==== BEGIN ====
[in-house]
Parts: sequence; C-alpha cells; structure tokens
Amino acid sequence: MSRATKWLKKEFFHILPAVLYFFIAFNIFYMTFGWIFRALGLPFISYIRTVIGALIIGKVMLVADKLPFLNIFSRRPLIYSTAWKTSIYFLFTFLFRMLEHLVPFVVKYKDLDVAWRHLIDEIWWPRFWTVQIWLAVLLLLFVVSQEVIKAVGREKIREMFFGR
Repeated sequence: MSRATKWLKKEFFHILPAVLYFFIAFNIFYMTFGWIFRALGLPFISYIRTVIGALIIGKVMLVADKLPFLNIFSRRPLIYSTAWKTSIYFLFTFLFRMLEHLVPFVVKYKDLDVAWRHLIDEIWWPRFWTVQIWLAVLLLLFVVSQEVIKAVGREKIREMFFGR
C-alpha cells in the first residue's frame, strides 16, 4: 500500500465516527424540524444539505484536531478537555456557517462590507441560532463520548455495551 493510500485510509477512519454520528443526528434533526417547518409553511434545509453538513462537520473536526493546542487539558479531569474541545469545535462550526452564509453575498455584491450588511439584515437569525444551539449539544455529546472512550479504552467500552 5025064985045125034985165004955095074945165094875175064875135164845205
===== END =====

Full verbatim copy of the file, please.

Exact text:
[in-house]
Parts: sequence; C-alpha cells; structure tokens
Amino acid sequence: MSRATKWLKKEFFHILPAVLYFFIAFNIFYMTFGWIFRALGLPFISYIRTVIGALIIGKVMLVADKLPFLNIFSRRPLIYSTAWKTSIYFLFTFLFRMLEHLVPFVVKYKDLDVAWRHLIDEIWWPRFWTVQIWLAVLLLLFVVSQEVIKAVGREKIREMFFGR
Repeated sequence: MSRATKWLKKEFFHILPAVLYFFIAFNIFYMTFGWIFRALGLPFISYIRTVIGALIIGKVMLVADKLPFLNIFSRRPLIYSTAWKTSIYFLFTFLFRMLEHLVPFVVKYKDLDVAWRHLIDEIWWPRFWTVQIWLAVLLLLFVVSQEVIKAVGREKIREMFFGR
C-alpha cells in the first residue's frame, strides 16, 4: 500500500465516527424540524444539505484536531478537555456557517462590507441560532463520548455495551 493510500485510509477512519454520528443526528434533526417547518409553511434545509453538513462537520473536526493546542487539558479531569474541545469545535462550526452564509453575498455584491450588511439584515437569525444551539449539544455529546472512550479504552467500552 5025064985045125034985165004955095074945165094875175064875135164845205